Granger seeking ‘unbribable’ Top Cop

-says not looking overseas

President David Granger (fourth from right) with, from left, Paul Slowe, Vesta Adams, Claire Jarvis, Clinton Conway and Michael Somersall. (Ministry of the Presidency photo)

Stressing the need for the restoration of public trust and the reform of the Guyana Police Force, President David Granger yesterday said that his choice for substantive police commissioner would be someone who is “unbribable” and can steer the organisation in the right direction.

Granger made these pronouncements at the ceremony for the swearing in of the members of the Police Service Commission, which is crucial to the appointment of a substantive commissioner.

Retired Assistant Commissioner of Police Paul Slowe is the new Chairman of the Commission, while retired Assistant Commissioners Clinton Conway and Vesta Adams and Claire Jarvis, along with Public Service Commission Chairman Attorney Michael Somersall, are the other members.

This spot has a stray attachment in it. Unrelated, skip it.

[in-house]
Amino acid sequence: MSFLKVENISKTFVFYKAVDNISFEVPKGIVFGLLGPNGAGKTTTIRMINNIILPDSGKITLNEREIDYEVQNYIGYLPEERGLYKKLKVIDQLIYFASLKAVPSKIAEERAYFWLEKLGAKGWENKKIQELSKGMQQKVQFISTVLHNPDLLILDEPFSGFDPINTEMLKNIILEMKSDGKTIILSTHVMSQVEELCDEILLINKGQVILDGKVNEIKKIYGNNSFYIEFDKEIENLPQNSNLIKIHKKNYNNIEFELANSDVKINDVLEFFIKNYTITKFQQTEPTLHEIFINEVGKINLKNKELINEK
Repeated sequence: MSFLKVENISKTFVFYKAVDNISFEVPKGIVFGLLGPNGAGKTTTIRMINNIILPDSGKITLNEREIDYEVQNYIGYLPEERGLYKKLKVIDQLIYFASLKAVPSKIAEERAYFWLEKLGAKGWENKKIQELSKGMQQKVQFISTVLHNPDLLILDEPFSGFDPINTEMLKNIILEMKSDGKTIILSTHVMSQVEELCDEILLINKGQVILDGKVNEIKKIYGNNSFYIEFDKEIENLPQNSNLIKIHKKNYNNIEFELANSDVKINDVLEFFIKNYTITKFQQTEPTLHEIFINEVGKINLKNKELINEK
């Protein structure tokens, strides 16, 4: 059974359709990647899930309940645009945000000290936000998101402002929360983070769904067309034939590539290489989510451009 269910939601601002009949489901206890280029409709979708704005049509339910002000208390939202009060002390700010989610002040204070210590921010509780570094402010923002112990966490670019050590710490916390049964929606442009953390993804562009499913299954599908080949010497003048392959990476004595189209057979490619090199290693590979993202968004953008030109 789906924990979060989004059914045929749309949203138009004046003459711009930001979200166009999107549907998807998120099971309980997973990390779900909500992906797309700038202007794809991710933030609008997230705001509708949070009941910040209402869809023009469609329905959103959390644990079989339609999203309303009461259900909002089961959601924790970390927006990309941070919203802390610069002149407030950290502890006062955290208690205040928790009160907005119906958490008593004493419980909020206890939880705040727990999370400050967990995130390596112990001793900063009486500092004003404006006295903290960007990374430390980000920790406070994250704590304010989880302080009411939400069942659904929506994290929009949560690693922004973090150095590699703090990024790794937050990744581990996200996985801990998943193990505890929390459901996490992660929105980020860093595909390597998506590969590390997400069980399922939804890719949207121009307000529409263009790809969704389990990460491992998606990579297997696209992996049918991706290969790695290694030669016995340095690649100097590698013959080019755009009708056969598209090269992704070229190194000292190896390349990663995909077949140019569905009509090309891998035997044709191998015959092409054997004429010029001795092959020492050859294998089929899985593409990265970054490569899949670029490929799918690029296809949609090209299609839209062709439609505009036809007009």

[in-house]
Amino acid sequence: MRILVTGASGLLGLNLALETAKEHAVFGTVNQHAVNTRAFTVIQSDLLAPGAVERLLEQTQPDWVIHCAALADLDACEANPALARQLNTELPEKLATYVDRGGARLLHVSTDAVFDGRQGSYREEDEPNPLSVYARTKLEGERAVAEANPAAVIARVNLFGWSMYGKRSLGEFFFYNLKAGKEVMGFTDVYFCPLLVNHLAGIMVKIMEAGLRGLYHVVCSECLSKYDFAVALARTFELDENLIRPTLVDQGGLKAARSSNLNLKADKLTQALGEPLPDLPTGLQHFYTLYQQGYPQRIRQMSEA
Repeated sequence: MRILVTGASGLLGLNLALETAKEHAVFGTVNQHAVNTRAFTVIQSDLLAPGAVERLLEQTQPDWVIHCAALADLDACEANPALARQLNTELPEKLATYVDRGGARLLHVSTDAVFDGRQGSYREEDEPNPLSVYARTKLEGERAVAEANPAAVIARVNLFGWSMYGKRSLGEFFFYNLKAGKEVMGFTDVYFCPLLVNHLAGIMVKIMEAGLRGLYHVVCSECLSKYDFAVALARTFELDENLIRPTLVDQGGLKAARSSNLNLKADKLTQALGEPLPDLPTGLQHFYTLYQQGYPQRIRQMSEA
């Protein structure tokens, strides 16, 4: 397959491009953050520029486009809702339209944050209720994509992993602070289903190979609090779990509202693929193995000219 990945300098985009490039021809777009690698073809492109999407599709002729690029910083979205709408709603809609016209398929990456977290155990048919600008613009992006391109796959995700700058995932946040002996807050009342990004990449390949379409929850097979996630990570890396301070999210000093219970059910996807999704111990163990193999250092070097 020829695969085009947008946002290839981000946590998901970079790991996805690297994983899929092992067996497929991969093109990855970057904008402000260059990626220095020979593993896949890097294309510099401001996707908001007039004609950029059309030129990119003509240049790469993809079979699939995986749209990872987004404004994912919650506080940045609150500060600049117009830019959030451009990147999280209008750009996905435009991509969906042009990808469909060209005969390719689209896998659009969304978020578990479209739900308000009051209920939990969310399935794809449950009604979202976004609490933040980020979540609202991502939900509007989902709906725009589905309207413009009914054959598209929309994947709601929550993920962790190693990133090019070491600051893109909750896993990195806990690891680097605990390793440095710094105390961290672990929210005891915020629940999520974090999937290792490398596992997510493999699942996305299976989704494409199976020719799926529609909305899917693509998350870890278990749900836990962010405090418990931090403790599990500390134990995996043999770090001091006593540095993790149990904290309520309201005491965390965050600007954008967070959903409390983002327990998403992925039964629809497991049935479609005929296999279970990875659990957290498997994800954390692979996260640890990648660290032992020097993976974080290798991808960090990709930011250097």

“Integrity is the most important and I am looking for intelligence and impartiality. I don’t give orders to the Commissioner of Police but I want somebody who is unbribable. I want somebody who is intelligent and want somebody who is committed to carrying out the programme of security sector reform who has the initiative and who can generate public trust. If I put somebody there who is not trustworthy… the public would laugh,” he told reporters, when asked about some of the qualities he is looking for.

Assistant Commissioner David Ramnarine, who is the most senior rank in the force at the moment, was appointed acting Commissioner following the retirement of Top Cop Seelall Persaud several months ago.

Subsequently, Granger started a process to select a new Police Commissioner and eight Assistant Commissioners—Clifton Hicken, Leslie James, Lyndon Alves, Marlon Chapman, Paul Williams, Nigel Hoppie and Maxine Graham and Ramnarine-are vying for the post.